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Publication numberUS5209905 A
Publication typeGrant
Application numberUS 07/803,172
Publication dateMay 11, 1993
Filing dateDec 5, 1991
Priority dateDec 14, 1990
Fee statusLapsed
Also published asCN1033425C, CN1062671A, DE69108194D1, DE69108194T2, EP0490298A1, EP0490298B1
Publication number07803172, 803172, US 5209905 A, US 5209905A, US-A-5209905, US5209905 A, US5209905A
InventorsMasakazu Onizuka, Kenji Inoue, Naohiko Ukawa, Susumu Okino, Toru Takashina
Original AssigneeMitsubishi Jukogyo Kabushiki Kaisha
Export CitationBiBTeX, EndNote, RefMan
External Links: USPTO, USPTO Assignment, Espacenet
Wet-type exhaust gas desulfurization system having a means for supplying air
US 5209905 A
Abstract
A wet-type exhaust gas desulfurization system comprises a reservoir for trapping an absorbing solution which has absorbed SO2 from exhaust gas; an absorbing solution circulating tank disposed directly under the reservoir; a plurality of bottom pipes which are installed at the bottom of reservoir and extend downward into the absorbing solution in the circulating tank and whose lower end is open, or drop pipes which depend into the absorbing solution and whose lower ends are open; and air supply pipe at least one end of which is open to the atmosphere; a pipe for discharging the air above the surface of absorbing solution onto the surface of solution in the reservoir; and a pipe for supplying the absorbing solution in the circulating tank to a spray nozzle at the upper part of the absorbing tower.
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Claims(7)
We claim:
1. In a wet exhaust gas desulfurization system having a vertical absorption tower and means for supplying air thereto in which an exhaust gas desulfurization is performed by gas-liquid contact between the exhaust gas containing sulfur oxides and an absorbing solution containing a calcium compound in the absorbing tower, the improvement which comprises said system having:
a) a reservoir in fluid communication with and below the tower for trapping the absorbing solution which has absorbed sulfur oxides from the exhaust gas;
b) an absorbing solution circulating tank in fluid communication with and below the reservoir;
c) open ended pipe means extending from the reservoir to a lower portion of the tank for transporting absorbing solution from the reservoir to the tank, and positioned such that an open end of the pipe means extends into the tank below the surface of any absorbing solution therein;
d) water aspirator vacuum air supply means in the open ended pipe means for drawing outside air into the absorbing solution as it passes from the reservoir to the tank.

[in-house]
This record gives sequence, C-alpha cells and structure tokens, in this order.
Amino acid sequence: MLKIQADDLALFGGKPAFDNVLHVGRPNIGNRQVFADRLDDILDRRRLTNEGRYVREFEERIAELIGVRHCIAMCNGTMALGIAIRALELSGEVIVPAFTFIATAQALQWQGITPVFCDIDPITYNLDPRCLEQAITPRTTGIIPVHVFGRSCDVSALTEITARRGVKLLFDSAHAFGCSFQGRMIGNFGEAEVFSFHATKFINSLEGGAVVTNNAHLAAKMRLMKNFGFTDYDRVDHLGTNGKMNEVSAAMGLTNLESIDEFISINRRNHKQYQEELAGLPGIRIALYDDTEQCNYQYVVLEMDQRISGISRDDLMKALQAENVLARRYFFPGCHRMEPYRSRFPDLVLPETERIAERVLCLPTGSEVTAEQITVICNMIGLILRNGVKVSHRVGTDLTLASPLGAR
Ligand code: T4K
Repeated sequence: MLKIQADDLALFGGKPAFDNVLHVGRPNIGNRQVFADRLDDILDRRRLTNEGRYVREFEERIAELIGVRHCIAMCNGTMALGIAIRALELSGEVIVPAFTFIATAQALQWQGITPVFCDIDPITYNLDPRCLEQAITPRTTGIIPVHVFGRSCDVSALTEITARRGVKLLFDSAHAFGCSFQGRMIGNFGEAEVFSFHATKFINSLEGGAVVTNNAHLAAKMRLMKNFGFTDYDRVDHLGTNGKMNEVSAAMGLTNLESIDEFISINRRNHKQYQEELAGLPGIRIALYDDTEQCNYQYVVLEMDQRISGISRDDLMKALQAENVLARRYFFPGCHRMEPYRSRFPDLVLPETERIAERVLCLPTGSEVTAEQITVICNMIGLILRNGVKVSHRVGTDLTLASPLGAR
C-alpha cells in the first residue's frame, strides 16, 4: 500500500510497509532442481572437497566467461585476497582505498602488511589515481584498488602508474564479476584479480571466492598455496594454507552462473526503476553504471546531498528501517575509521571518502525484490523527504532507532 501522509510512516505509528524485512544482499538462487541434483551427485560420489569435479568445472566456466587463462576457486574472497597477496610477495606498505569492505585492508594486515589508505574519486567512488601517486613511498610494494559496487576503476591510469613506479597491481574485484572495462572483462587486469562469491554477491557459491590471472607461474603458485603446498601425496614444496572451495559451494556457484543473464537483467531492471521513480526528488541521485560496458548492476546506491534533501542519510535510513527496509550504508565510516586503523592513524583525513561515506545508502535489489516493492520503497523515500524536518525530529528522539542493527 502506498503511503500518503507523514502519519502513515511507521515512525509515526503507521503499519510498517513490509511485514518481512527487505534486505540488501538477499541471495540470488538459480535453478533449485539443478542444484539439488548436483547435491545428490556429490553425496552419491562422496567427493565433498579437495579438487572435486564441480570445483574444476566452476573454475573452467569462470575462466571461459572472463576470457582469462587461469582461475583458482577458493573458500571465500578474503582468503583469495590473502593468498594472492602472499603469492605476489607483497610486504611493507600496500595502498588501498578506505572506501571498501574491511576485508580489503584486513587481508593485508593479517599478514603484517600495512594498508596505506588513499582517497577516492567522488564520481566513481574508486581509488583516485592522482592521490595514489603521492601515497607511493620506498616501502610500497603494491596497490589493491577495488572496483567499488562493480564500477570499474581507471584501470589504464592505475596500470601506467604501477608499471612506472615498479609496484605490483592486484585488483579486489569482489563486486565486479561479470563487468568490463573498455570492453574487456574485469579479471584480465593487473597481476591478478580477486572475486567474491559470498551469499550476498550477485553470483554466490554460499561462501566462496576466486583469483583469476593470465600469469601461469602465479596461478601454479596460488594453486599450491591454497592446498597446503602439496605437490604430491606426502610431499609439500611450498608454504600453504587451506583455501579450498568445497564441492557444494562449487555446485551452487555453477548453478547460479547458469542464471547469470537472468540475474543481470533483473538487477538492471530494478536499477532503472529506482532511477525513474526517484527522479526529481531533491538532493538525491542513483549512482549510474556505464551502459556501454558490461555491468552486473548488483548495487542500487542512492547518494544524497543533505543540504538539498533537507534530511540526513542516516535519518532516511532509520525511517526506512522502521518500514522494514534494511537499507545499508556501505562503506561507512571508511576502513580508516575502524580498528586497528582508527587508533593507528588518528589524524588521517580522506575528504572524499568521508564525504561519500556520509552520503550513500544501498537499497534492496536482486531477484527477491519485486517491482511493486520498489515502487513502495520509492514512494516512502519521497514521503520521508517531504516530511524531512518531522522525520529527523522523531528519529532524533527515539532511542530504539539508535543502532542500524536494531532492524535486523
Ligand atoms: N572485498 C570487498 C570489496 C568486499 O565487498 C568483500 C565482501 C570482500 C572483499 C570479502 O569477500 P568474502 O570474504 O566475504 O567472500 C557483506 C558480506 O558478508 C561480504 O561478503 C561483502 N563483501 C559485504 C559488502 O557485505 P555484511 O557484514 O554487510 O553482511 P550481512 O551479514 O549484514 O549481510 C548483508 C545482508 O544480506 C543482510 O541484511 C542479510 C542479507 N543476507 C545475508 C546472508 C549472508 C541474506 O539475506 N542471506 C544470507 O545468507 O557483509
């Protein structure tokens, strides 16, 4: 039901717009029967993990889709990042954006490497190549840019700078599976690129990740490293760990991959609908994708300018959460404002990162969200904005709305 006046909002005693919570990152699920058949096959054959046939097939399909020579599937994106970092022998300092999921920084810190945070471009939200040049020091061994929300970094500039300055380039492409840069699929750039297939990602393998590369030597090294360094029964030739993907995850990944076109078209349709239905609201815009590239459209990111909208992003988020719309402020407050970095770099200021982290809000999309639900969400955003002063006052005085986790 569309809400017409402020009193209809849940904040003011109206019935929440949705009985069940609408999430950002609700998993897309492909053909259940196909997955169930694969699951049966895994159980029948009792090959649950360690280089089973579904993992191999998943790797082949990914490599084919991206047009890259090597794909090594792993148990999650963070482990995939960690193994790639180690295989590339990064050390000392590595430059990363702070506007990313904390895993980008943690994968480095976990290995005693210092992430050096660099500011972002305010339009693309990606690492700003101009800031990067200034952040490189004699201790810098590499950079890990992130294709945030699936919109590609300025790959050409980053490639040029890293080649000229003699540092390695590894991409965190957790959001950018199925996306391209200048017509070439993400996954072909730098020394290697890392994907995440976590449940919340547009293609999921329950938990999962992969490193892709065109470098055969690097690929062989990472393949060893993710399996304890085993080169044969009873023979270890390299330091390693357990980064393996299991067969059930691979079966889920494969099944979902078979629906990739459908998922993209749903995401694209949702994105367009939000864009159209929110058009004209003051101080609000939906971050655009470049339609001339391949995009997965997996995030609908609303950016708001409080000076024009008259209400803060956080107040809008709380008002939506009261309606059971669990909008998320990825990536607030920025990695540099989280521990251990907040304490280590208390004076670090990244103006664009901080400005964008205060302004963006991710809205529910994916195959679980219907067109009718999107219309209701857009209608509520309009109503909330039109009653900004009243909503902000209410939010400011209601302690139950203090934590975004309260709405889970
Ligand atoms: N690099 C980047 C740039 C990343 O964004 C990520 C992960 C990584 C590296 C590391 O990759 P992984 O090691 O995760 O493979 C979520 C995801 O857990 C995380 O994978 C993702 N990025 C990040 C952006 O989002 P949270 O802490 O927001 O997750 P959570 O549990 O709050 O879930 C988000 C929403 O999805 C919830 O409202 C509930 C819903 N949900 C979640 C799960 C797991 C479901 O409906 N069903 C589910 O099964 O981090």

2. The system of claim 1 which further comprises water injection means in fluid communication with the air supply means; for intermittent injection of cleaning water into the air supply means.
3. The system of claim 1 which further comprises means for adjusting the position of the air supply means in the pipe means.
4. The system of claim 1 which further includes control means for controlling the flow of air drawn into the absorbing solution and comprising a means for spraying a solution into or adjacent to said air supply means.
5. In a wet exhaust gas desulfurization system having a vertical absorption tower and means for supplying air thereto in which an exhaust gas desulfurization is performed by gas-liquid contact between the exhaust gas containing sulfur oxides and an absorbing solution containing a calcium compound in the absorbing tower, the improvement which comprises said system having:
a) a reservoir in fluid communication with and below the tower for trapping the absorbing solution which has absorbed sulfur oxides from the exhaust gas;
b) an absorbing solution circulating tank in fluid communication with and below the reservoir;
c) the reservoir having exit pipes in a lower portion thereof to withdraw absorbing solution therefrom, and the circulating tank having entrance pipes for introducing absorbing liquid from the exit pipes into the tank, the entrance pipes having a portion exterior of the tank and a portion interior of the tank, said interior portion extending beneath the surface of any absorbing solution therein, the exterior portion having a diameter larger than the diameter of the exit pipe, and wherein a lower end of the exit pipe is fitted into the exterior portion of said entrance pipe and cooperates therewith to aspirate outside air into absorbing solution as it passes from the exit pipe to the entrance pipe.